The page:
Director Mila Turajlić’s debut documentary, “Cinema Komunisto,” has screened around the world, garnering her a multitude of awards and international recognition.

Turajlić spent four years hunting down archival material, often saving footage from complete abandonment and physical disrepair. Through her fervent efforts, Turajlić found and filmed President Josip Tito’s personal film projectionist. It is through his stories that audiences gain a view of Yugoslavia, and Tito’s involvement as the country’s master storyteller, that has never before been seen or heard.

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Mila Turajlić: Basically, “Cinema Komunisto” is a documentary about the way cinema was used in the former Yugoslavia to create an official narrative, or an official dream, for the country. The whole story’s framed by the old film studios that were built by the communist government and by the fact that Tito, who was the Yugoslav dictator, was a big film fan.

Tito was in Russia during the Bolshevik Revolution. So I think he kind of had a firsthand insight into this whole philosophy of Lenin that film was the most important of all the propaganda forms. And definitely when dealing with a population that was largely illiterate, film was definitely a more powerful way of projecting this message of, you know, the new social order than any other media.

Man (translated): This new, better life that we are building with our own hands – this is the socialism into which our party and Tito are leading us!

Crowd (chanting): Tito rapido! Tito rapido!

Turajlić: The research for this film took about four years, which I didn’t dream of when I started. I simply thought, “OK, let’s try and reconstruct the history of the studios.”

So I went into the Yugoslav newsreels, which were our biggest kind of archive that documented the events from 1945 onwards. And it was really difficult to do the research because none of it has been digitized. In many cases, the archive was either flooded or suffered some kind of destruction. So it’s kind of impossible to physically find the reels.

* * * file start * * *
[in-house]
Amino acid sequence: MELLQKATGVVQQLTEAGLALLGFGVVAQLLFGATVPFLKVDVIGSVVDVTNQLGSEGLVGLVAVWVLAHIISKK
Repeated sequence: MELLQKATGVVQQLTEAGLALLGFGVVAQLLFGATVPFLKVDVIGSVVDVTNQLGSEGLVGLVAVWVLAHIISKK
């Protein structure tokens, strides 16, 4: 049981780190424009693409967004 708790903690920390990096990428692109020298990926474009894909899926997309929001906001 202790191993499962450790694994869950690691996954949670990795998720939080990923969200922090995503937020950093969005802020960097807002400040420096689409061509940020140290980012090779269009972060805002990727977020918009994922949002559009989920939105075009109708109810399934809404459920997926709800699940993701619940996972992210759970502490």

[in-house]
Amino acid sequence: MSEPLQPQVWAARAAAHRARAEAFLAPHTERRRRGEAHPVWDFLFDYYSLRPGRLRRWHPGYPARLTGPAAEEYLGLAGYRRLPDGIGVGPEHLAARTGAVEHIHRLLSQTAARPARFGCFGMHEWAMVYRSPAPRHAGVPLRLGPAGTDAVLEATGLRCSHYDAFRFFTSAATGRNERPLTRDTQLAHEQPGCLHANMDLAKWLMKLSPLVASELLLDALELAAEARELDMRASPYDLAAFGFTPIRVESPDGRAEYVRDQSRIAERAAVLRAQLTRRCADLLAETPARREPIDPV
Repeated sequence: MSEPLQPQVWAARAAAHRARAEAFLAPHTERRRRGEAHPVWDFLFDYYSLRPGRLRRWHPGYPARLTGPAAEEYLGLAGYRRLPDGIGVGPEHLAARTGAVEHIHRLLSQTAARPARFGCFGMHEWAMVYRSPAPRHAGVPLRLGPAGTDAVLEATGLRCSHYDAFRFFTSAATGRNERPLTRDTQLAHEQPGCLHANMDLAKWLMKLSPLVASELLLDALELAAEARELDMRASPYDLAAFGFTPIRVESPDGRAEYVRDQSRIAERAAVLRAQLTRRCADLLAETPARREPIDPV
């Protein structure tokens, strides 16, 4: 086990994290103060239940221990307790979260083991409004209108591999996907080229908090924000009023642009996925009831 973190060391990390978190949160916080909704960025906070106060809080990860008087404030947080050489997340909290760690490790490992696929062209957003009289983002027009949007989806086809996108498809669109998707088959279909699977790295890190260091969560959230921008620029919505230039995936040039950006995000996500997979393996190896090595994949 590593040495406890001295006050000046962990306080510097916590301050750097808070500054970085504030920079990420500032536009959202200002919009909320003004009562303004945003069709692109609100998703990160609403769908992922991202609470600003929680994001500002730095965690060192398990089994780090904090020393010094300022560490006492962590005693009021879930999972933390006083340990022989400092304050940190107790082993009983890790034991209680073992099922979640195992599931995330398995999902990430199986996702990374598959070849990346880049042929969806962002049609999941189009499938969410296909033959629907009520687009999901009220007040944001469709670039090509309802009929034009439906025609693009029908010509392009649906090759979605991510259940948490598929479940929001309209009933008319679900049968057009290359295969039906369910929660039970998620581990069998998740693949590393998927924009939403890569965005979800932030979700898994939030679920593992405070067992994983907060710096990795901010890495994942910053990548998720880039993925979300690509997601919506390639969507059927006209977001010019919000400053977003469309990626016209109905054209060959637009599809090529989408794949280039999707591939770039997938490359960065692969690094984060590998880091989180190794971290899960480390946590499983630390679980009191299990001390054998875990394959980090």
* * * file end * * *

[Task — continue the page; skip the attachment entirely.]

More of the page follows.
So what I did was, I would talk to the people who were the characters in my films, or I would talk to other old film workers, and they would tell me of events which they believed must have been filmed. Then I would go into Tito’s private archive and figure out the probable date when these took place. And then I would go into the newsreels and say, “OK, can I look at everything you have from this month? Or everything you have from that year?” And that’s when I started finding material that no one’s ever seen before.

The biggest discovery, in terms of the way the film took shape, was when I realized that Tito’s personal projectionist was still alive. This was a good two years into my research.

Tito’s projectionist (translated): Comrade President Tito, I was your projectionist for 32 years, and I am grateful for every one of them.

Turajlić: He’d never given an interview before. He – uh – and he didn’t want to give an interview. Really, when he started kind of exploring the space that he hadn’t been back to in 30 years, he started opening up.

He stood behind Tito every single night for 32 years because he showed Tito a film every single day for 32 years. But through his stories, you really begin to get a picture of Yugoslavia, or of Tito, that I don’t think has ever been put together before.

Filmmakers had sent him scripts, where he had written notes on the margins, his own kind of personal commentary – particularly in the war films which dealt with Tito’s role in the war.

Man reading Tito’s notes (translated): “This is not what really happened.”

“I will read the script and give my opinion. I should not be shown in the film.”


Turajlić: The intertwining of politics and film became very clear when I went into his archive. They revealed the extent to which he really was the master storyteller of Yugoslavia.

I don’t think “Cinema Komunisto” is a true representation of the history of Yugoslavia. But I think it is a study in how a government used fiction and illusion and cinema in order to create what was the official narrative of the country.


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Sharon Pieczenik is a senior associate producer for The Center for Investigative Reporting. Her passion lies in creating multimedia stories that are both entertaining and educational. She has interviewed and filmed people from a myriad of cultures, from the gauchos of Argentina to the inmates of Montana state prisons, from miners in Wyoming to conservationists in Madagascar. Before joining CIR, Sharon crafted multimedia strategies and deliverables for organizations like Polar Bears International, the Greater Yellowstone Coalition, Natural History Unit Africa and Montana PBS. Sharon studied international relations at Stanford University and received her master’s degree in science and natural history filmmaking from Montana State University.